This is the best our national leaders can do?


{ 8 comments… read them below or add one }

1 Beanie Baby December 12, 2005 at 1:38 pm

You know, I’ve been depressed about this too. And I haven’t blogged about it because it’s just too damned depressing.
I mean, ideally, more money for institutional daycare should mean more spots for less cost. Wouldn’t that be nice? But if they’ve basing this on the quebec system, with all of its flaws, most people probably won’t see a red cent of that money. Whereas $1200 may be chicken feed, really, but at least the distribution would be fair. Only ye gods, it’s Stephen Harper!
Ugh.
Depressing.

2 BeachMama December 12, 2005 at 1:55 pm

I too am in a muddle over this, and is why I do not want to blog about it. But, as a SAHM, who does not qualify for any child tax benefits and but willingly has two at home businesses in order to stay at home with my child. $1200 a year would be welcome. I am one who feels that there are no benefits(governmental) to staying at home to take care of your own kids. The only benefits are personal ones for me, my husband and my son. In a perfect world they would combine both systems. Why should my tax dollars go to parents who use daycare? (And yes, with two businesses I still pay taxes!)
Oh the can of worms Dani 😉
Anna

3 Dean Dad December 12, 2005 at 2:27 pm

Sheesh, rub it in, why don’t you? Here in the States, the official attitude towards working women is that they should stay home and home-school their kids in intelligent design (unless they’re on welfare, in which case they should go to work and their kids should, um, well, gee, is it getting hot in here?…)
If, by some miracle, we were to get a political climate NOT dominated by angry Texan Baptists with guns, I’d take the position that day care, like public education generally, is properly a public good. The entire society benefits when quality daycare is available to all. Therefore, the entire society should pay for it.
But that’s me, a lonely blue voter in a blood-red country.
I don’t know Stephen Harper from a fox terrier, but I have a hard time believing he’d be worse than W. That might make a good cross-border parlor game, actually. Our guy is worse because…

4 Sugarmama December 12, 2005 at 3:20 pm

I’m with Dean Dad in wondering how the hell any society can NOT see that quality daycare should be available for the benefit of the entire society, whether or not any one individual has children. While we’re dreaming, though, why not also pay for parents to stay home with new babies like I’m told many European countries do. I know a woman from Bosnia who said that back when she first had her kids (now teen-agers) she made more money being a SAHM for the first year of their lives than her husband did employed at a “regular” job. And, too, why not throw LOTS more money towards teachers’ salaries? In the U.S., at least, they are paid embarrassingly low salaries for very tough work. This is one of the most important jobs there is, in my opinion. Why not make teaching a desirable, even prestigious profession that people might even compete for? (Okay, I’m off the soapbox now…)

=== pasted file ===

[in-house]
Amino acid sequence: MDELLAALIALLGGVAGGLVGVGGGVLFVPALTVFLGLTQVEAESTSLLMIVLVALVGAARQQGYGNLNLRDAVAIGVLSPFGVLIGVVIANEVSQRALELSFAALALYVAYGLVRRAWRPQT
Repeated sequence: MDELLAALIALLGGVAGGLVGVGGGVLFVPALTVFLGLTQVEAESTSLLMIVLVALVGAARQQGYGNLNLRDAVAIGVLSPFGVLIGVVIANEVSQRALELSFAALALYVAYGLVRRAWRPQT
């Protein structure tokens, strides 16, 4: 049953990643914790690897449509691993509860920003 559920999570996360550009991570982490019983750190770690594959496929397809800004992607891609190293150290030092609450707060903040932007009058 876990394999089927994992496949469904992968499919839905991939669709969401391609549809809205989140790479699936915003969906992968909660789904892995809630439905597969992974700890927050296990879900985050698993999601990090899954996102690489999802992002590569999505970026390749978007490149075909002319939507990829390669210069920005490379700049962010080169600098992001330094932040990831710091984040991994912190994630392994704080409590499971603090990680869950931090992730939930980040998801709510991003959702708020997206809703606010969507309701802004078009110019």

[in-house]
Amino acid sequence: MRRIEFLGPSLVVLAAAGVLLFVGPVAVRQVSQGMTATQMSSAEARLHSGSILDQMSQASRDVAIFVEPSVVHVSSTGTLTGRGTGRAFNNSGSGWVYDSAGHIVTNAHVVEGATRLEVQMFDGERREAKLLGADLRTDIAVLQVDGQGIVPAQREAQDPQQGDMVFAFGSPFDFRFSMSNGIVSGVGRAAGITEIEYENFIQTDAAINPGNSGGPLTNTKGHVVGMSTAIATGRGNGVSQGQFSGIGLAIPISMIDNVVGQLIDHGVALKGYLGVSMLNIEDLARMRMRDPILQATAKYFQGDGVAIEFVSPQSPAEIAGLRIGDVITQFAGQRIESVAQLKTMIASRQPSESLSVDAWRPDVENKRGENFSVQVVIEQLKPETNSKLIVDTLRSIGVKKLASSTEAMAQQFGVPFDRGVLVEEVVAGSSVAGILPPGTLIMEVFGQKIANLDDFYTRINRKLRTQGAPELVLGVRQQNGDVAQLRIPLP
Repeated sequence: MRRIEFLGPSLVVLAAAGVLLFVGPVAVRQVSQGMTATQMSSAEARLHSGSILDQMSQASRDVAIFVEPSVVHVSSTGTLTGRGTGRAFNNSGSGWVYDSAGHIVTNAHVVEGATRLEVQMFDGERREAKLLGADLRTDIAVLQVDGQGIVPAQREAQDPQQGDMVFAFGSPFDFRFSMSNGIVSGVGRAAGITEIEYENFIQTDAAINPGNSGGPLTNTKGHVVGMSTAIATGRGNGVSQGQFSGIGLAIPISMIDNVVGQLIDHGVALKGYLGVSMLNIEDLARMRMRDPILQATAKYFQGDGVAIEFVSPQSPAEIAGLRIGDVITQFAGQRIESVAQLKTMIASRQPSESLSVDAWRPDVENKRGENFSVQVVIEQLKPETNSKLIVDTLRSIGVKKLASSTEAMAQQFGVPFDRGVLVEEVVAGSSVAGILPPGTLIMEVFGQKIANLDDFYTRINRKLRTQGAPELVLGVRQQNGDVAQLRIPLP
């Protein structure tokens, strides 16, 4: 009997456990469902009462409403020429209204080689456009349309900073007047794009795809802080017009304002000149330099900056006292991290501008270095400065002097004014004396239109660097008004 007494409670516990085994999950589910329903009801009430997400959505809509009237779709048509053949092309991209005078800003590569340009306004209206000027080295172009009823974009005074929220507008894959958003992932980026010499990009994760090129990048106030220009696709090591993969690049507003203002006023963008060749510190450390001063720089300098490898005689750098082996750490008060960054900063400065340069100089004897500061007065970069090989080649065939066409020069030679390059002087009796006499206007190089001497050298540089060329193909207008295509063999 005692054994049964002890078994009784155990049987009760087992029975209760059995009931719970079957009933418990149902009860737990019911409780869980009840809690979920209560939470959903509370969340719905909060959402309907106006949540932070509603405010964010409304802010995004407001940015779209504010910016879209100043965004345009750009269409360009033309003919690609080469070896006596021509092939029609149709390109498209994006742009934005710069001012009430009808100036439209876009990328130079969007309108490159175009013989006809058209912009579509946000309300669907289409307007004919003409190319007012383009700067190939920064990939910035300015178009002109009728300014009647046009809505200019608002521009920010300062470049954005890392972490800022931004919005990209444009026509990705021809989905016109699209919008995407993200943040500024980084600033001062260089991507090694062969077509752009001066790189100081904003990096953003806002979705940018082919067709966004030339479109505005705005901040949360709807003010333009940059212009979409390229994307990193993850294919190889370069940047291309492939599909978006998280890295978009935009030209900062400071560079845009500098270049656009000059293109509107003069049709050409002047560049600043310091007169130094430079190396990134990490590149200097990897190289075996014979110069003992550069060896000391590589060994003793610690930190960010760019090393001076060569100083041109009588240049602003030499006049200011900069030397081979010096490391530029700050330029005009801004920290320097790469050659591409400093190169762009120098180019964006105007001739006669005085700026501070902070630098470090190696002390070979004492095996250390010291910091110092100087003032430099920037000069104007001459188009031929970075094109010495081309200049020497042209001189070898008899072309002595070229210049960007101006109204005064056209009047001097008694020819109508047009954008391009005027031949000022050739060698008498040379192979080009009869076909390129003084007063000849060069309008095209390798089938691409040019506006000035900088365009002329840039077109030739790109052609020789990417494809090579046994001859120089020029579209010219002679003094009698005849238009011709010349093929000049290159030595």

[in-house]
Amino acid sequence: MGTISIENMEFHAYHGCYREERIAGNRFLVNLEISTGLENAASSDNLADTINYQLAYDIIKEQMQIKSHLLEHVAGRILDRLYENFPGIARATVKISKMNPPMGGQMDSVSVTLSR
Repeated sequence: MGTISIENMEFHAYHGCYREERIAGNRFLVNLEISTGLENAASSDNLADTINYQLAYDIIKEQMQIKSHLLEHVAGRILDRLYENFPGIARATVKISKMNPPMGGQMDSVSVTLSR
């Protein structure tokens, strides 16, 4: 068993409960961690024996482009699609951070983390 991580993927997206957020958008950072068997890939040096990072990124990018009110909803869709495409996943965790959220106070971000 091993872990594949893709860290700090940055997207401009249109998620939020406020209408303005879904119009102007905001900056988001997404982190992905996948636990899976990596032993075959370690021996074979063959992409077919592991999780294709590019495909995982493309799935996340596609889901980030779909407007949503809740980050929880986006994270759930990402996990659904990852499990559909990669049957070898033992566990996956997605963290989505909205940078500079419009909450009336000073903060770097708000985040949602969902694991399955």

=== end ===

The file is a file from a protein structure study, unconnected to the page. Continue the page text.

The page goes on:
5 Kristina December 12, 2005 at 4:45 pm

An articulate post, Dani. This is indeed a quandry – devil and the deep blue, indeed.
Sugarmama, I hear you with regard to the ‘wish-list’ for SAHMs, but also consider that part of the reason your friend made more than her husband as a SAHM is because the employed citizens are taxed up the wazoo to pay for those benefits. Medical and educational benefits in many European countries can also be wonderful, but again, the taxes are incredibly high to pay for it.
That said, I wouldn’t mind slightly higher taxes in this country if it meant improved social benefits, but the question remains: is that indeed where my money would end up going?

6 yvonne December 12, 2005 at 8:21 pm

I would happily take the $100 per month per child. It is a drop in a bucket but every drop counts. By the time any of them live up to their promises, all of our kids will be grown and we will have grandchildren no doubt.

7 JoJo December 12, 2005 at 8:53 pm

I have to work full time and so does my hubby so we must use daycare at 195$ a week for our daughter. If either one of us didn’t work we’d homeless in three months. So I am not staying home for 100$ a month.
I’d like them to take it one step further. For the year that I have chosen to stay home and get my EI and run up my line of credit, why not invest that 1200$ in my EI so that I can have at least 80% of my salary. I figure that I pay the max at 800 and something every year so surely investing 1200$ on my behalf should do something. I’ll take the 1200$ for the other 4 years and try to pay off my heating bill but please let this be known:
Stephen Harper could hand out 12,000$ a year per child and he still wouldn’t get my vote. He is WAY worse than W; thankfully he hasn’t got any real power.

8 Danigirl December 13, 2005 at 1:34 pm

I think Dean Dad wins the comment of the week award for reminding me that we should indeed count our blessings for not being under a political regime dominated by “angry Texan Baptists with guns.” Did I mention the other central issue this election is banning handguns?
I love the variety of opinions and perspectives that you all bring to the comment box. If only *we* ruled the universe…
xo Dani